HEXBUGs Trio Plays With TechnologyInnovation First's Miniature Robots Appeal to All Ages
If a robot toy were crossed with an insect, what would you get? A HEXBUG! For Innovation First, the result has been a sellout, with demand overwhelming supply in the products’ first year.
COMPONENT PARTS INSPIRE
“The power of observation is important to succeed,” Joel Carter, vice president of marketing at Innovation First, told TDmonthly Magazine, explaining that the inspiration for HEXBUGs came because of a long line at a robotics trade show. “We saw people waiting to pay big bucks for a bag full of component parts and an instruction sheet on how to build robot bugs that didn’t do much. We knew we could do better cost-wise and come up with a cooler product.”
Getting from the initial idea to actual production took nine months. The company introduced the HEXBUG in spring 2007 and sold more than 1.5 million units by year end.
“HEXBUGs were a runaway success that we had not anticipated,” Joel said.
ROOTED IN ROBOTICS
Innovation First began producing electronics for robots in 1996. Today, the company is an industry leader in hobby, competition and education robotics, as well as a developer of consumer robotics toys. In addition to HEXBUGs, Innovation First produces the Vex Robotics Design System, the top-selling robotics platform in middle and high schools.
Using robotics as learning tools is big in schools, and robotics competitions are extremely popular. In 2008, for example, more than 1,500 U.S. and international student teams competed in the annual FIRST Championship — For Inspiration and Recognition of Science and Technology — by building and operating their own robots from a kit.
Robotevents.com, co-sponsored by Innovation First, is one resource that exists to connect students, mentors and schools to a variety of engaging, technology-based programs.
“Robots are not solely for play, but also help students learn about science and technology,” Joel told TDmonthly. “They tap into today’s generation that has a high comfort level with computers, as well as the desire to build things and problem-solve in an eloquent way.”
MOVEMENT AND DESIGN FASCINATE
The original HEXBUG, in blue, was introduced through Radio Shack and flew off the shelves at $9.99. “Its appeal comes from its fascinating movements — it’s the gadget factor,” Joel told TDmonthly. And it wasn’t just boys. Girls also wanted them, inspiring the introduction of a hot pink version. “It appeals [to ages] 8 to 80.”
Part of HEXBUGs’ fascination comes from an underlying design goal Joel describes as “guts out.” All the moving parts are visible through the faceted translucent shell, so that people can see the linkages, drives and even circuit boards in action. “Our objective was to have people look at it and say, ‘It’s a little robot that resembles a bug.’ We wanted it to be more fantasy than realistic.”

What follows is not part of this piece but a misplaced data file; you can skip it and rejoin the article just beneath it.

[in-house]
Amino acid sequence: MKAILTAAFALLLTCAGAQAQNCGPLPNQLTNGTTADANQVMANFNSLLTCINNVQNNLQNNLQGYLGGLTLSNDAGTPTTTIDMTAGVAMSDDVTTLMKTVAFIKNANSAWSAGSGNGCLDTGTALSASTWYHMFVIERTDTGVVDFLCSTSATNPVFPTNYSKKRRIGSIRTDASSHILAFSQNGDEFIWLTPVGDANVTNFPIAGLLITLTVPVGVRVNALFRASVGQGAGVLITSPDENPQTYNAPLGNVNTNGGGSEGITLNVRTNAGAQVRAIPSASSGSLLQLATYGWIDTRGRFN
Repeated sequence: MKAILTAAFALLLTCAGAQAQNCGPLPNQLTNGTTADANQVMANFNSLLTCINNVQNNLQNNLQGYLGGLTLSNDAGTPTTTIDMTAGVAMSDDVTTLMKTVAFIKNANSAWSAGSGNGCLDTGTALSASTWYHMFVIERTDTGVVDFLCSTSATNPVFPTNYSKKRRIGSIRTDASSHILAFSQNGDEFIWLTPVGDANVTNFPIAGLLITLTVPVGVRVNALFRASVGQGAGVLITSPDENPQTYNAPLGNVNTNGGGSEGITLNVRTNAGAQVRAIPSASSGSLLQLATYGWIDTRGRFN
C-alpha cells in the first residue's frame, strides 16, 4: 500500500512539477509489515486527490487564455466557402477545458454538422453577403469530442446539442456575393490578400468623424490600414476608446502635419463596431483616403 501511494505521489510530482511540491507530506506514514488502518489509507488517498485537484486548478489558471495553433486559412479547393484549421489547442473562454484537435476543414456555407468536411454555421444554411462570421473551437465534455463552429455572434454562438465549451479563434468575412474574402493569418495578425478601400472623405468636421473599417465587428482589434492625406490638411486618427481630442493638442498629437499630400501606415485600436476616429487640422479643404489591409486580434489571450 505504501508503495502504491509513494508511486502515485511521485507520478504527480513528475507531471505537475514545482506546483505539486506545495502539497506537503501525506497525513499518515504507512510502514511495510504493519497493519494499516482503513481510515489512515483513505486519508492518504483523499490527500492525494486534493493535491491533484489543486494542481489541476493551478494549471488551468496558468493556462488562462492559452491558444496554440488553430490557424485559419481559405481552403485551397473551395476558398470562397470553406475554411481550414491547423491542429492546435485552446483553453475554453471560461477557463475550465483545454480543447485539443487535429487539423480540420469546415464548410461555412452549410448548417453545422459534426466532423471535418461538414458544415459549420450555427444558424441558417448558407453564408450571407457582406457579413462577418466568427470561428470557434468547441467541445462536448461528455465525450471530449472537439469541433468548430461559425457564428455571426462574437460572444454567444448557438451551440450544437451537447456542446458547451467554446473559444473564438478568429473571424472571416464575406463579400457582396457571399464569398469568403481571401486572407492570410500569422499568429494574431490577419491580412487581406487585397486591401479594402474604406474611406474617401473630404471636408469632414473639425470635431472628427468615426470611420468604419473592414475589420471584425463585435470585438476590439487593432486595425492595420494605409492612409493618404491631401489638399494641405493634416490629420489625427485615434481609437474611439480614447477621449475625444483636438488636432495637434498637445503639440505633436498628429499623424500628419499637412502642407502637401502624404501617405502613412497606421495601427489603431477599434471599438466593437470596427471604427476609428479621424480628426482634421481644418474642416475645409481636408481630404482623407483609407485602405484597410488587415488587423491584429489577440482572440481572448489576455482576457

The original HEXBUG has been followed by the Inchworm and the Crab. Priced at under $20, Joel believes the toys’ strong value-to-price ratio, particularly in the current economy, is another factor in their success. He also attributes strong sales to distinctive packaging and displays designed to be placed beside the register to promote impulse purchasing.
“Kids like small and cool gadgets and are wild for robots,” he said. And Innovation First will keep providing them, indicated Joel, who hinted that new robots will be introduced at Toy Fair 2009.
See the HEXBUGs and other items from Innovation First:
The micro-robotic HEXBUG is a tiny, obedient insect that features bump-sensor feelers that help it avoid objects in its path. It responds to clapping or other loud noise by backing up or changing direction. The HEXBUG is small enough to fit in the hand and comes in five different body types and colors including pink, blue, green, yellow and orange. Awards: TDmonthly Innovations 2008. — During a September 2010 survey, two of 44 retailers listed Hexbugs as their top-seller for tweens. Specialty Retailers, have this be your link
The micro-robotic HEXBUG is a tiny, obedient insect that features bump-sensor feelers that help it avoid objects in its path. It responds to clapping or other loud noise by backing up or changing direction. The HEXBUG is small enough to fit in the hand and comes in five different body types and colors including pink, blue, green, yellow and orange. Awards: TDmonthly Innovations 2008.
— During a September 2010 survey, two of 44 retailers listed Hexbugs as their top-seller for tweens.
Specialty Retailers, have this be your link
Writer's Bio: Claudia Newcorn has been a freelance writer and editor for over 10 years, after having spent more than a decade in marketing and product management. She writes for both businesses and individual clients, crafting copy, content and advertising. Her articles appear in newspapers, magazines and specialty publications nationwide (www.acornmarketing.com). She is also the author of an award-winning fantasy fiction book, "Crossover," and several published short stories (www.claudianewcorn.com). Read more articles by this author